This is almost impossible in practice to implement, increasing the chances of s.2(2)(a)(vii) being breached. Despite elephants clustering around their matriarch, who is normally killed first to anchor the herd, it cannot ever be fully guaranteed that this means the entire herd is in the killing vicinity. Due to the fact that elephants are so intelligent, many have learnt to fear helicopters and planes that signal the arrival of cull personnel. Consequently, many will often flee to safety.
Juveniles being left without their elders can have a catastrophic long-term impact, as discovered by researchers at the University of Sussex, who studied herds in Amboseli, Kenya, and South Africa’s Pilanesberg Park. The Pilanesberg herd had “’experienced terrible trauma’ and were unable to develop good decision making powers as there was a lack of passing on of social knowledge from elderly family members who had been killed before their eyes.” This inability to make and distinguish social bonds considerably impacts on the ability of elephants to make decisions essential for their survival, leading to concern for the long-term future of elephant herds. Culling may reduce a “target” number, but the long-term impact on survivors from that herd, or others, means that elephant populations lack the ability to survive and reproduce adequately to keep populations stable.
Africa’s Gardeners: Why leaving populations is better for biodiversity than culling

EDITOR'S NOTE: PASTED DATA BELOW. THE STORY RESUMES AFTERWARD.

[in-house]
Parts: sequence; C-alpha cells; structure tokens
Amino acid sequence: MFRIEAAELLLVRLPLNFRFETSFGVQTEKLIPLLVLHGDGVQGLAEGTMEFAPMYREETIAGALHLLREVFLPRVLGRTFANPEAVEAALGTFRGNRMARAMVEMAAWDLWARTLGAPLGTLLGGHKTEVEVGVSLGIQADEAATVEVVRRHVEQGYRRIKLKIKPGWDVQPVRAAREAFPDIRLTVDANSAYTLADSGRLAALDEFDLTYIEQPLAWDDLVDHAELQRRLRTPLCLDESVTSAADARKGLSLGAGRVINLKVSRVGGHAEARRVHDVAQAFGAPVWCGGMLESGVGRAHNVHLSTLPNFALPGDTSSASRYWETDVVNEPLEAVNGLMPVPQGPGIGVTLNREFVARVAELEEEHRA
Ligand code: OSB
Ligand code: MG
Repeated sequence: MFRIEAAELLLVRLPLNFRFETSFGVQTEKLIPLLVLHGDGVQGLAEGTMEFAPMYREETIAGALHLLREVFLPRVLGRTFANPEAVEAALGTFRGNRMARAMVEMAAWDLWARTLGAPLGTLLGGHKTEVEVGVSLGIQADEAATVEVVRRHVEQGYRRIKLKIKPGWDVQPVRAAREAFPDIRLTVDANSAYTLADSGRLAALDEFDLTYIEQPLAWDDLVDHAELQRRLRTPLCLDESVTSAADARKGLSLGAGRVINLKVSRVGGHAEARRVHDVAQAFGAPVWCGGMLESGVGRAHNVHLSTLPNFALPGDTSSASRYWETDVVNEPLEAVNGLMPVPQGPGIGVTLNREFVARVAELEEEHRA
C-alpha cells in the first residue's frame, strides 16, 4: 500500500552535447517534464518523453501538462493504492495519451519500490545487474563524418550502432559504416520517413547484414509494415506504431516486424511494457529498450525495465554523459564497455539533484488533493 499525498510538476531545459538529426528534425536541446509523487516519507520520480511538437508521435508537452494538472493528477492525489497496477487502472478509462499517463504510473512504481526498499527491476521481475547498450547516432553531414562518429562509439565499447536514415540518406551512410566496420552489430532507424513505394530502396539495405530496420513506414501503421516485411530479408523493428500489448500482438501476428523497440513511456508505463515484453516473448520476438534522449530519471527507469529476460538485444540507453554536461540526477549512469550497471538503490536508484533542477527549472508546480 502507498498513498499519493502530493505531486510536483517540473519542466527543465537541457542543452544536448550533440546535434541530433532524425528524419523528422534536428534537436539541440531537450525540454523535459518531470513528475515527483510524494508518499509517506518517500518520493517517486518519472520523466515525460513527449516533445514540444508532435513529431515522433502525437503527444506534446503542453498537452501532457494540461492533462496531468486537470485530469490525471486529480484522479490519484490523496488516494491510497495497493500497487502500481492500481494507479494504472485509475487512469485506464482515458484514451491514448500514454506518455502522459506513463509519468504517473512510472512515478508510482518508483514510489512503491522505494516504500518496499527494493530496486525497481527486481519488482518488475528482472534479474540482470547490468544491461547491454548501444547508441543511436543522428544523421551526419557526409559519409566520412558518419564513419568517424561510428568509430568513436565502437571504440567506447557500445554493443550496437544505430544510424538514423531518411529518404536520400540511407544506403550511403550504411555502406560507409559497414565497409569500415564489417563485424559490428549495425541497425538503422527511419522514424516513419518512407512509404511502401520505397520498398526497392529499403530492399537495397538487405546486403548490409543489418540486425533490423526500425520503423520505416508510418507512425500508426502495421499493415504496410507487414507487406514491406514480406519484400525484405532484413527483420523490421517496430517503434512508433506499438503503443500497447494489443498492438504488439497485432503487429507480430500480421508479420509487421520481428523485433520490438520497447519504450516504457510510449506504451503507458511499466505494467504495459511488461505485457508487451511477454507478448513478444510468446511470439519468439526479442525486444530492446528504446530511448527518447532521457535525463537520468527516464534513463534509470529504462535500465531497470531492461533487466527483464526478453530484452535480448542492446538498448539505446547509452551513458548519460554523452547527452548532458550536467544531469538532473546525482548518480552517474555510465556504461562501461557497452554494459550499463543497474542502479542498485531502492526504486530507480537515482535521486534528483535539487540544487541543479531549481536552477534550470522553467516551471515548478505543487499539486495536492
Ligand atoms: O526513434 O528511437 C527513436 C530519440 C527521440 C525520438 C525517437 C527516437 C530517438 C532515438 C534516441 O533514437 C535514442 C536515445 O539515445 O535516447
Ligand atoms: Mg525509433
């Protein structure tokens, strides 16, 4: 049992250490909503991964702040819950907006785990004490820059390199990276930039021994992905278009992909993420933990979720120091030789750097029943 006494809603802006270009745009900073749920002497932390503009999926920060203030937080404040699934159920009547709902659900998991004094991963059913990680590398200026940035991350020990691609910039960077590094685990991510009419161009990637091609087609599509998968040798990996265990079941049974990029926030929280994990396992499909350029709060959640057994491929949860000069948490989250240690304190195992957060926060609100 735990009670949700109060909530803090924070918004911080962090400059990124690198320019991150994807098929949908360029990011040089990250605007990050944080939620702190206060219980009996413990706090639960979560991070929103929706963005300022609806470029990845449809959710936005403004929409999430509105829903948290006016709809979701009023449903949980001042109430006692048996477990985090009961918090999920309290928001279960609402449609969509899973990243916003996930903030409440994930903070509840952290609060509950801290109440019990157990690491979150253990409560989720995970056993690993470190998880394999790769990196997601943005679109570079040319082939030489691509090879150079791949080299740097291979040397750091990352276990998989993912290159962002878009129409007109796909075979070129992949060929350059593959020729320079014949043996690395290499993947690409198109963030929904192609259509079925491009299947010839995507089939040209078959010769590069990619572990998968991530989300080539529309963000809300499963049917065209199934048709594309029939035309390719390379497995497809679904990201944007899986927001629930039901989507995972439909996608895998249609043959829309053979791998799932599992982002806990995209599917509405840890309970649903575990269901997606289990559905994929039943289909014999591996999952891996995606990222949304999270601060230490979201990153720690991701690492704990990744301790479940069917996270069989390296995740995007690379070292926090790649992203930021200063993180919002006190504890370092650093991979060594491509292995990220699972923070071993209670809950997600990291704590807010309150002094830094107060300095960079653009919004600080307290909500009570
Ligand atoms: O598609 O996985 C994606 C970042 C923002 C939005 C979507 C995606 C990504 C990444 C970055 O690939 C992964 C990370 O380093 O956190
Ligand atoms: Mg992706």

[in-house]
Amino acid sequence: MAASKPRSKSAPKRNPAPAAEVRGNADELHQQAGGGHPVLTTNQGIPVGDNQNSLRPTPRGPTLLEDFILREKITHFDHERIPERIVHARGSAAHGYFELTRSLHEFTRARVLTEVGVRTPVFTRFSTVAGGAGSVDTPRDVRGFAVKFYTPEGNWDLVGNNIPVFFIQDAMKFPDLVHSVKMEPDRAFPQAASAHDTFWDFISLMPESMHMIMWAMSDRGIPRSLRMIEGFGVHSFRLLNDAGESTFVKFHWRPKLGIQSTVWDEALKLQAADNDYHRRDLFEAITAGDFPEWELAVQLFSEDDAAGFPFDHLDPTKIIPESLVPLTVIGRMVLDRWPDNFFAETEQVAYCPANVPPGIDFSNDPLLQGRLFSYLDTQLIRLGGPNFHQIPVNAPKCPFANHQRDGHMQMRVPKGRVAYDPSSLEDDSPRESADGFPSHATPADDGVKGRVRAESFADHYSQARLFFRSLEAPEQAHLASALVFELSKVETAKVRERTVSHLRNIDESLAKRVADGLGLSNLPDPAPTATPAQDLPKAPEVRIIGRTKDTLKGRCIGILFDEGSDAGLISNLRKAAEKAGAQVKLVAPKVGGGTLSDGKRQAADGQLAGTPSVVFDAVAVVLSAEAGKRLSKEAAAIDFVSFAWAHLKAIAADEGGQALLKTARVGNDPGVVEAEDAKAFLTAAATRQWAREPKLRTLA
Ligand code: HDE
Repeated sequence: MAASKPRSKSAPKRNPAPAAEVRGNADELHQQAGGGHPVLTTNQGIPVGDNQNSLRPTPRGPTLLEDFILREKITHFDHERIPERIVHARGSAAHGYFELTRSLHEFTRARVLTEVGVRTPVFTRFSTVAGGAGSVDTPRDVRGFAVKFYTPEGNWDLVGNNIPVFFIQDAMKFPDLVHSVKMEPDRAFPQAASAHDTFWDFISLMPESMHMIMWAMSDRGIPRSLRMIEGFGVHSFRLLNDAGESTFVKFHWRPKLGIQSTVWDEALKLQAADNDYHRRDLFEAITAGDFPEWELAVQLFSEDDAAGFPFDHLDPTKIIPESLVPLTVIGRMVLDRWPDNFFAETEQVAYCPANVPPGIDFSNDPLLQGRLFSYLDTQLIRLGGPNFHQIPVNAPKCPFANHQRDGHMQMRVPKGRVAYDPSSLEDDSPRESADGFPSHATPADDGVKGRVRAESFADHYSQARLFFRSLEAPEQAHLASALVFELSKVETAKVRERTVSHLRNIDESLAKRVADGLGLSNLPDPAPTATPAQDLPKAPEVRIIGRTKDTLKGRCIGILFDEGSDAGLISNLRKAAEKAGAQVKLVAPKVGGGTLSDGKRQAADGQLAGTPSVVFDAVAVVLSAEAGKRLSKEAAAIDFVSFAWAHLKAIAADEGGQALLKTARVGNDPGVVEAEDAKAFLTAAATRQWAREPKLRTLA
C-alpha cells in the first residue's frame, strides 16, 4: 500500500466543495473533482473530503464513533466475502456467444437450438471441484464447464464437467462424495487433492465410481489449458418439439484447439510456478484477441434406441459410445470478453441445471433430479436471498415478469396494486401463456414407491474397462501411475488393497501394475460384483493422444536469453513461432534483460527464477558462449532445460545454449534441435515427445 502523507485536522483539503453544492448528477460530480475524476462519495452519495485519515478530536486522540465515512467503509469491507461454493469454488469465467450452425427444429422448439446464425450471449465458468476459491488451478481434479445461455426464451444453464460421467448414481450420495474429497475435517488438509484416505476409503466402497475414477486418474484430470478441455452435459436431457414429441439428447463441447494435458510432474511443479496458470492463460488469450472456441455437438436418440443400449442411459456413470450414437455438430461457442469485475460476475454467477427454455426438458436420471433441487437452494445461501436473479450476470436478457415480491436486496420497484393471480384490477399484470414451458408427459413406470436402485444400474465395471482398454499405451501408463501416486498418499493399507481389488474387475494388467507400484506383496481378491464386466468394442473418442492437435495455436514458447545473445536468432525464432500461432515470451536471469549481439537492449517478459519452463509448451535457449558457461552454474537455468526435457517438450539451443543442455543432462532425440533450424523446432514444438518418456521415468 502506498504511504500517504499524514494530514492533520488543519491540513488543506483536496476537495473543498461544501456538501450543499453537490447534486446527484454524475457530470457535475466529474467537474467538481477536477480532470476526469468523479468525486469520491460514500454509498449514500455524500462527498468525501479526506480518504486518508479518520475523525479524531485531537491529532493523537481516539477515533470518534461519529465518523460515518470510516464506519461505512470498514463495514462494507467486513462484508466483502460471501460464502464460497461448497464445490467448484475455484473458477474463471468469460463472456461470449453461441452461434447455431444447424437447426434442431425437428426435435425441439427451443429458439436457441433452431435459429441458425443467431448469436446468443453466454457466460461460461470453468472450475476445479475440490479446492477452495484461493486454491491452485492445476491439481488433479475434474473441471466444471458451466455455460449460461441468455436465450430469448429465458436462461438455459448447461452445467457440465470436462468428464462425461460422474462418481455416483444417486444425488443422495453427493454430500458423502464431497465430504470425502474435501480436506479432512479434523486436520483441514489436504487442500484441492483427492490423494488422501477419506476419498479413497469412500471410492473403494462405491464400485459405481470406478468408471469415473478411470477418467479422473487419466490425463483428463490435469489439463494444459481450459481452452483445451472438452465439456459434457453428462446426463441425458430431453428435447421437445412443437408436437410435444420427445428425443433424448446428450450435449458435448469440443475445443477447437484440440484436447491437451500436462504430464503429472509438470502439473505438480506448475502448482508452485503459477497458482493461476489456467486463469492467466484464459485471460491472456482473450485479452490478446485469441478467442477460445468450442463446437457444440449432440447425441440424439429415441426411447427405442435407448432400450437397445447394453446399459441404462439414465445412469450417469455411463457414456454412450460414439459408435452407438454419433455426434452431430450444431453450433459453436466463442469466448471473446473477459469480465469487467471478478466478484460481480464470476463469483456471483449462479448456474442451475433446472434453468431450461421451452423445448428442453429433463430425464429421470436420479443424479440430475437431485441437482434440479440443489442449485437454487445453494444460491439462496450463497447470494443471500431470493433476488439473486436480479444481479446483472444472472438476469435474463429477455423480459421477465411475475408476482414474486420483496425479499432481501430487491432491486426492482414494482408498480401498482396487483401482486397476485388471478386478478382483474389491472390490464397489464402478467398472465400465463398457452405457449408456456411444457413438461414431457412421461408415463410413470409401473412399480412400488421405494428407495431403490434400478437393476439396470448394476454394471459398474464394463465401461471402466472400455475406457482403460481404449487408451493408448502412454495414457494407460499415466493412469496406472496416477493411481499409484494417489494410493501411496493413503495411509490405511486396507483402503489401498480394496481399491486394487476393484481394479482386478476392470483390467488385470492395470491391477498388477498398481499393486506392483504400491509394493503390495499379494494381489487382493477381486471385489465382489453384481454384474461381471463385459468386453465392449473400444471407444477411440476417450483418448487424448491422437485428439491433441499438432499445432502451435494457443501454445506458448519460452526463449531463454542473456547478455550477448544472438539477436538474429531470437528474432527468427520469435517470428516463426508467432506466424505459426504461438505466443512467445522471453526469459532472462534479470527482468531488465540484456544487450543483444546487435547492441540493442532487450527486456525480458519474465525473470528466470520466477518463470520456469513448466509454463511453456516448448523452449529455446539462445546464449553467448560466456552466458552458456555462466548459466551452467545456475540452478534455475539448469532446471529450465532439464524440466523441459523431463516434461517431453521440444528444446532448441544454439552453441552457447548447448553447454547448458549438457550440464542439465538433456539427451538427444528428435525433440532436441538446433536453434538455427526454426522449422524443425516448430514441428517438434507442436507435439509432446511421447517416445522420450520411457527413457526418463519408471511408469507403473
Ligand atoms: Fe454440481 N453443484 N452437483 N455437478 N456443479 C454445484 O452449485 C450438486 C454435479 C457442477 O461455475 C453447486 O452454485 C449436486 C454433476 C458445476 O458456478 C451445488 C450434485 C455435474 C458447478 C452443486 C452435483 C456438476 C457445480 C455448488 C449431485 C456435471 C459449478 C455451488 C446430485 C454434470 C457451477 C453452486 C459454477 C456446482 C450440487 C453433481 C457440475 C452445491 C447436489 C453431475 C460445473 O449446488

As Daphne Sheldrick explained, “The argument most commonly used to justify the large-scale killing of elephant herds is that they destroy habitats.” This is reflected in s.3(e) National Norms and Standards of the Management of Elephants in South Africa which states that any person executing a function that relates to an elephant has to do so with regard to the principle that “careful conservation management has led to the significant growth of elephant populations, and human intervention may be necessary to ensure that any future growth occurs in a manner that does not result in the loss of biodiversity or ecosystem function…”.
When elephants uproot trees, they provide food for smaller grazing animals that would otherwise be unable to access these foods, and their ability to detect water and create waterholes with their tusks and weight provides water for a plethora of species that would otherwise become parched. Therefore, it seems that there is a conflict in the legislation between s.3(e) and s.2(2)(a)(iii) of the National Norms and Standards for the Management of Elephants in South Africa, which states, “the purpose is to set national norms and standards to ensure that elephants are managed in the Republic in a way that does not disrupt the ecological integrity of the ecosystems in which elephants occur.” This is precisely what takes place when there is an elephant cull on a large scale.
Culling is not the way to conserve Africa’s gentle giants; its long-term impacts have a greater negative impact on their conservation and the wider ecosystem. Culling will not conserve elephants, in fact it will do the opposite and impact a wider biological system in the process. Legislation needs to reflect this.